Past Events

Black Feminism, Popular Culture and Respectability Politics

Pembroke Hall, Room 305

The Annual Elizabeth Munves Sherman'77, P'06, P'09 Lecture in Gender and Sexuality Studies

"Black Feminism, Popular Culture and Respectability Politics," a lecture by Tricia Rose, Professor of Africana Studies and Director, Center for the Study of Race and Ethnicity in America.

Presented by the Pembroke Center for Teaching and Research on Women

HUGs + STEM Lunchtime Conversation with Karine Gibbs (Harvard University)

Hillel, Meeting Room

The Center for the Study of Race + Ethnicity in America (CSREA) invites you to an informal, lunchtime conversation with Professor Karine Gibbs (Harvard University) on Wednesday, March 16 at 12 - 1 p.m. This discussion presents an opportunity to learn more about her experiences as a researcher of molecular and cellular biology, and talk about challenges faced by women and historically underrepresented groups (HUGs) in STEM fields.

What I Am Thinking About Now: Matthew Martinez, "What’d You Say? Understanding Changing Vulgarity in Hip-Hop Lyrics as a Function of Commodification Processes"

CSREA Conference Room, Hillel 303

Matthew Martinez, Postdoctoral Research Associate, Spatial Structures in the Social Sciences

Using a unique dataset of over 1,600 rap songs spanning 16 years, this project investigates how Hip-Hop has changed over time based on the influence of major record label control as witnessed through changes in lyrical vulgarity. Findings are focused on both the changing structure of commodification avenues in the record industry and subcultural changes in Hip-Hop as experienced through lyrical content modifications.

Research Seminar with Denise Cruz (University of Toronto), "Global Mess and Glamour: Behind the Spectacle of Transnational Fashion"

Dyer House Conference Room, 150 Power Street

This seminar takes the phenomenon of transnational fashion week as its object of study. Once located primarily in Paris, New York, or Milan, the fashion week calendar now runs year-round and across the globe: Toronto, Dubai, Singapore, and even Phoenix, Arizona. Threading together scholarship in queer, global fashion, and American studies, we will analyze transnational fashion week’s messy and glamorous dualities and their repercussions for couture’s performance of elite global capitalism.

Grad Student Workshop: A Scale of Success (Grant Funding Strategies)

CSREA Conference Room, Hillel 303, 80 Brown Street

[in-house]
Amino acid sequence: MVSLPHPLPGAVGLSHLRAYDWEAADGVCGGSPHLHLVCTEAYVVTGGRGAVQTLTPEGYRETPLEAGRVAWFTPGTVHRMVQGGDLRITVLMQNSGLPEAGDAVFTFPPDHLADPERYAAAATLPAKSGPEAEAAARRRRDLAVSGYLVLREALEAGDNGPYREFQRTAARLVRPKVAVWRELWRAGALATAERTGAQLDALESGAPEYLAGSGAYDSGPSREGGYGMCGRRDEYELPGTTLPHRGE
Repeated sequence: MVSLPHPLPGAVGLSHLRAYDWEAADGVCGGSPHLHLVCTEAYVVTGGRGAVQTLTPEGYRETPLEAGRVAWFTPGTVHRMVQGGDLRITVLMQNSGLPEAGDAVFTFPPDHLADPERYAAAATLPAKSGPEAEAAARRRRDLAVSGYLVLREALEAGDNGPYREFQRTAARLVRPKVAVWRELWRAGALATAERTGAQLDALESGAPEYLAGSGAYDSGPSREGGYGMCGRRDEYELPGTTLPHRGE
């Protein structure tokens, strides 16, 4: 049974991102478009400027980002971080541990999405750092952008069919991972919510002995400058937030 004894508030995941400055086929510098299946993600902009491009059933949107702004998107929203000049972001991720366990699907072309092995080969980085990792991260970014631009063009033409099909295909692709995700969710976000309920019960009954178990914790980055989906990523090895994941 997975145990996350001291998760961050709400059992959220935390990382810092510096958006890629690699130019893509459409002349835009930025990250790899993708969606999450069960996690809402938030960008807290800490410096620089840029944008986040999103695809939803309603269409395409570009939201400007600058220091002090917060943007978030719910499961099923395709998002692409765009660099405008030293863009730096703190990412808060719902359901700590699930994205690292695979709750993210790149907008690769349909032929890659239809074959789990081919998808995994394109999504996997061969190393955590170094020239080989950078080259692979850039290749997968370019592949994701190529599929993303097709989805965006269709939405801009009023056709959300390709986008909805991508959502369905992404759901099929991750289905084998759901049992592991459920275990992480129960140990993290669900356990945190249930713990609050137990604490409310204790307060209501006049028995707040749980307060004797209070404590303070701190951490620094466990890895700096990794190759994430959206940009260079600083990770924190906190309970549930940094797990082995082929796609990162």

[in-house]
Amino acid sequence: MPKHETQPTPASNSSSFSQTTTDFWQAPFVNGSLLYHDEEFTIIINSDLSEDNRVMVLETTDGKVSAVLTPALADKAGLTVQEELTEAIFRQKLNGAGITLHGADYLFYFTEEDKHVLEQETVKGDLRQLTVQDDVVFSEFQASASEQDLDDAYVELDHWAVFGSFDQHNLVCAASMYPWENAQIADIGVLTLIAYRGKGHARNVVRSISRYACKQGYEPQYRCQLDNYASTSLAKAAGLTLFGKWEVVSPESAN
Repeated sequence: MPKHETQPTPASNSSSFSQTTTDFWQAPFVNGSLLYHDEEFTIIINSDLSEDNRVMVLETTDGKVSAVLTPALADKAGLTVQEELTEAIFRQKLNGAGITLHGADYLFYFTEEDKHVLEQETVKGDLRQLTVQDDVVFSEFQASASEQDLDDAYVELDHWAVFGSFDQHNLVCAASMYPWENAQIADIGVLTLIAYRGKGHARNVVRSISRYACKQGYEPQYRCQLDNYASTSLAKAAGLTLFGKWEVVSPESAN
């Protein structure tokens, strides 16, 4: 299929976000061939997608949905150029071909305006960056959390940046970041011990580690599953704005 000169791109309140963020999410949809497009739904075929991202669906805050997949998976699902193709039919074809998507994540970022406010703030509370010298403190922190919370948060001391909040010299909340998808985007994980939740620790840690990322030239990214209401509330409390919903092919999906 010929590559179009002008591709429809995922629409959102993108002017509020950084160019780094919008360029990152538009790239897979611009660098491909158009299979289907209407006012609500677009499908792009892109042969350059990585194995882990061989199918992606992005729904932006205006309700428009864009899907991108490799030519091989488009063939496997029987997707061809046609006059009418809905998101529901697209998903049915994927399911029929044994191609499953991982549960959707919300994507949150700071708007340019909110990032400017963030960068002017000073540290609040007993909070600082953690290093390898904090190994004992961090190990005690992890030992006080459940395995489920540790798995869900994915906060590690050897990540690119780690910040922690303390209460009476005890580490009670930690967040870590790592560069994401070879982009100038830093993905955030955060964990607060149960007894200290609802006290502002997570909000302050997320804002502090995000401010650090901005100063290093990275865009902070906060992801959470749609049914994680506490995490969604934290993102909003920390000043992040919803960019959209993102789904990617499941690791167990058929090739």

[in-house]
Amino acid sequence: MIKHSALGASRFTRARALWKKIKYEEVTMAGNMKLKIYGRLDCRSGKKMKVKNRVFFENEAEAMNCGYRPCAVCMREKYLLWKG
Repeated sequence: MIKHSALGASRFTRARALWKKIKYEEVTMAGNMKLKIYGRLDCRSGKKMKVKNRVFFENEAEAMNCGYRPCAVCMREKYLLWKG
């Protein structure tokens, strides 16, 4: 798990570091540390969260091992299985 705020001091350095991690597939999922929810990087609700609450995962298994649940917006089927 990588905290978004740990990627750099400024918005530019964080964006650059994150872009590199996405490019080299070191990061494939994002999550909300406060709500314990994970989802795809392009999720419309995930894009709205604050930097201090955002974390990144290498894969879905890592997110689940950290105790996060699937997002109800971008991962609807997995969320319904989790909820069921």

As grant funding becomes more and more competitive, how can you strategically define and explain your research to funding sources? This workshop will provide tips and strategies for grant-writing success: applying for seed funding, larger research grants, and dissertation and postdoctoral fellowships.

This workshop will be facilitated by Denise Cruz, Assistant Professor of English, University of Toronto.

"How Structural Racism Works," Our History Lives in Our Homes

Pembroke Hall, Room 305 - 172 Meeting Street, Providence, RI 02912

Please join us on Friday, March 4, at 12:00 pm (lunch provided) for “How Structural Racism Works,” a lecture by Tom Shapiro, Pokross Professor of Law and Social Policy and Director of the Institute on Assets and Social Policy at Brandeis. Tom Shapiro will speak over lunch about his research, particularly the role homeownership, race and intergenerational inheritance, which led to his book, The Hidden Cost of Being African American: How Wealth Perpetuates Inequality.

What I Am Thinking About Now: Colleen Kim Daniher, "Racial Ambiguity as Performance in Gina Osterloh's Photographic Portraiture"

CSREA Conference Room, Hillel 303

Colleen Kim Daniher, Presidential Postdoctoral Fellow, Theatre Arts and Performance Studies

This talk considers the politics and aesthetics of performing racial ambiguity in Filipina-American artist Gina Osterloh's photographic portraiture. Through an analysis of pose, posture, and gesture in Osterloh's Shooting Blanks series (2008), Daniher offers some preliminary thoughts on why articulating racial ambiguity as strategic performance matters.

What I Am Thinking About Now: Leticia Alvarado, "From Abject Performances to Latina Femme Disruptions"

CSREA Conference Room, Hillel 303

Leticia Alvarado, Assistant Professor of Ethnic Studies and American Studies

This talk will offer a brief synopsis of Alvarado's current book project, Abject Performance Aesthetic Strategies in Latino Cultural Production. She will also share cursory thoughts on a developing projects on the figure of the Latina Femme.

“What I Am Thinking About Now” is an on-going informal workshop/seminar series to which faculty and graduate students are invited to present and discuss recently published work and work in progress.

How Structural Racism Works: A Roundtable Conversation

Building for Environmental Research & Teaching (BERT), Room 130 - 85 Waterman Street, Providence, RI 02912

Please join us on Wednesday, February 17, at 6:30 pm for “How Structural Racism Works,” a Brown faculty and Postdoctoral Fellow roundtable discussion, led by Tricia Rose, Director, Center for the Study of Race and Ethnicity in America (CSREA) and sponsored by the Office of the Provost. The discussion will focus on the role of structural racism in contemporary US society and its relationships to neoliberalism, racial ideology, immigration, gender, poverty and more.